March 20, 2019

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First Nations elders to get full hearing at NEB

Hey there, time traveller!
This article was published 28/11/2015 (1208 days ago), so information in it may no longer be current.

MANITOBA indigenous elders who were warned to limit their evidence at National Energy Board hearings are instead hosting the board at a traditional ceremony, where they can talk freely about a massive proposed Enbridge oil pipeline.

The turnabout is the First Nations' way to honour the elders and give the NEB an opportunity to hear their story in a peaceful setting.

"It's going to be primarily listening for them," said Sagkeeng elder Dave Courchene Jr., who is the spokesman for the elders' council at the Assembly of Manitoba Chiefs, which is hosting the event.

Today, the public is invited to the Turtle Lodge on Sagkeeng First Nation, 145 kilometres northeast of Winnipeg.

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Hey there, time traveller!
This article was published 28/11/2015 (1208 days ago), so information in it may no longer be current.

MANITOBA indigenous elders who were warned to limit their evidence at National Energy Board hearings are instead hosting the board at a traditional ceremony, where they can talk freely about a massive proposed Enbridge oil pipeline.

The turnabout is the First Nations' way to honour the elders and give the NEB an opportunity to hear their story in a peaceful setting.

"It's going to be primarily listening for them," said Sagkeeng elder Dave Courchene Jr., who is the spokesman for the elders' council at the Assembly of Manitoba Chiefs, which is hosting the event.

Today, the public is invited to the Turtle Lodge on Sagkeeng First Nation, 145 kilometres northeast of Winnipeg.

There, at a building off Highway 11, elders will open the ceremony by smoking pipes in prayer at 10 a.m. That's followed with a water ceremony where participants are each given a sip of spring water to honour the circle of life. A feast at noon opens the afternoon for speeches.

"We want to share with everyone the reality of our world, to strengthen our voice through the ceremonies of our people... Ceremonies that reinforce the connection to the land," Courchene said.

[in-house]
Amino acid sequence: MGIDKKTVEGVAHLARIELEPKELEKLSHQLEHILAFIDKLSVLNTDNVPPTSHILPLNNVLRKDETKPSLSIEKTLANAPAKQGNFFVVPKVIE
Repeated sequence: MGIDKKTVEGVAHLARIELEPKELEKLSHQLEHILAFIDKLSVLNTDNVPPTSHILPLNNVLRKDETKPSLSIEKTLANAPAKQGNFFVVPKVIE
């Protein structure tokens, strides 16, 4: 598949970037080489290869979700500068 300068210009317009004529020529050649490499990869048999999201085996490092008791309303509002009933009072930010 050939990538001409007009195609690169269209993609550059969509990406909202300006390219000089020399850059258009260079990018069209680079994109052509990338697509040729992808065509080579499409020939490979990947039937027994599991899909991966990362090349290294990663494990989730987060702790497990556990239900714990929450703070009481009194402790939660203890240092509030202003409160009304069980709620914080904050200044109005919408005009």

He will deliver the statement that would have been made to formal NEB hearing, if the board had allowed it. The board's protocol at hearings in Winnipeg — Nov. 30, Dec. 8 and Dec. 9 — would limit elders to recalling oral stories, with no scientific or technical context.

That proved impossible for the province's indigenous cultures, Courchene said.

Two senior female elders, Florence Paynter from Sandy Bay First Nation and Mary Maytwayashing from Lake Manitoba First Nation, will give the women's perspective. AMC Grand Chief Derek Nepinak will wrap up at 4 p.m.

Enbridge's pipeline would run from Hardisty in northern Alberta across the Canadian Prairies to Gretna, Man. It continues into the United States between Neche, N.D. and Superior Wis. With it, the oil giant would double its capacity, carrying 760,000 barrels of oil a day.

alexandra.paul@freepress.mb.ca

Alexandra Paul

Alexandra Paul
Reporter

Alexandra is a veteran news reporter who has covered stories for the Winnipeg Free Press since 1987. She held the medical beat for nearly 17 years, and today specializes in coverage of Indigenous-related issues. She is among the most versatile journalists on the paper’s staff.

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